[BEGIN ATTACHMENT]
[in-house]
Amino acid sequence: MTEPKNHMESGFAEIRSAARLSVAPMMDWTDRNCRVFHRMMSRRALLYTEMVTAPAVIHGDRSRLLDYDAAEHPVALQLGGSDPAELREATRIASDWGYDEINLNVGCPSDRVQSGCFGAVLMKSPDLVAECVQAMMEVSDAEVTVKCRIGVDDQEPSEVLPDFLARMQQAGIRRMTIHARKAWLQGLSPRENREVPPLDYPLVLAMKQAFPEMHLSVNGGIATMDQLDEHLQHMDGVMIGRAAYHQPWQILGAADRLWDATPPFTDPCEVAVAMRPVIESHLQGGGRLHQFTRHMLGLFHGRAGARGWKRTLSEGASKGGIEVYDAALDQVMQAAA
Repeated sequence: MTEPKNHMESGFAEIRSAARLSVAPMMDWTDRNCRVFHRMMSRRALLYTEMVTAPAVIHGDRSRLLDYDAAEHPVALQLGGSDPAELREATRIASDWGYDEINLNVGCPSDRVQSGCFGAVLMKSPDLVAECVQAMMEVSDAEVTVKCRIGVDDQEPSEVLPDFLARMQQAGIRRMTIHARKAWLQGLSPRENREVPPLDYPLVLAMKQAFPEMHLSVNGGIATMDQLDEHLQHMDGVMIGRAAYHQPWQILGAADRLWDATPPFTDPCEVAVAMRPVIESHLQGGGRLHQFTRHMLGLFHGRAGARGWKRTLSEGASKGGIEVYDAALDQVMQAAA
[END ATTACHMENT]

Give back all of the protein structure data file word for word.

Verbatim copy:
[in-house]
Amino acid sequence: MTEPKNHMESGFAEIRSAARLSVAPMMDWTDRNCRVFHRMMSRRALLYTEMVTAPAVIHGDRSRLLDYDAAEHPVALQLGGSDPAELREATRIASDWGYDEINLNVGCPSDRVQSGCFGAVLMKSPDLVAECVQAMMEVSDAEVTVKCRIGVDDQEPSEVLPDFLARMQQAGIRRMTIHARKAWLQGLSPRENREVPPLDYPLVLAMKQAFPEMHLSVNGGIATMDQLDEHLQHMDGVMIGRAAYHQPWQILGAADRLWDATPPFTDPCEVAVAMRPVIESHLQGGGRLHQFTRHMLGLFHGRAGARGWKRTLSEGASKGGIEVYDAALDQVMQAAA
Repeated sequence: MTEPKNHMESGFAEIRSAARLSVAPMMDWTDRNCRVFHRMMSRRALLYTEMVTAPAVIHGDRSRLLDYDAAEHPVALQLGGSDPAELREATRIASDWGYDEINLNVGCPSDRVQSGCFGAVLMKSPDLVAECVQAMMEVSDAEVTVKCRIGVDDQEPSEVLPDFLARMQQAGIRRMTIHARKAWLQGLSPRENREVPPLDYPLVLAMKQAFPEMHLSVNGGIATMDQLDEHLQHMDGVMIGRAAYHQPWQILGAADRLWDATPPFTDPCEVAVAMRPVIESHLQGGGRLHQFTRHMLGLFHGRAGARGWKRTLSEGASKGGIEVYDAALDQVMQAAA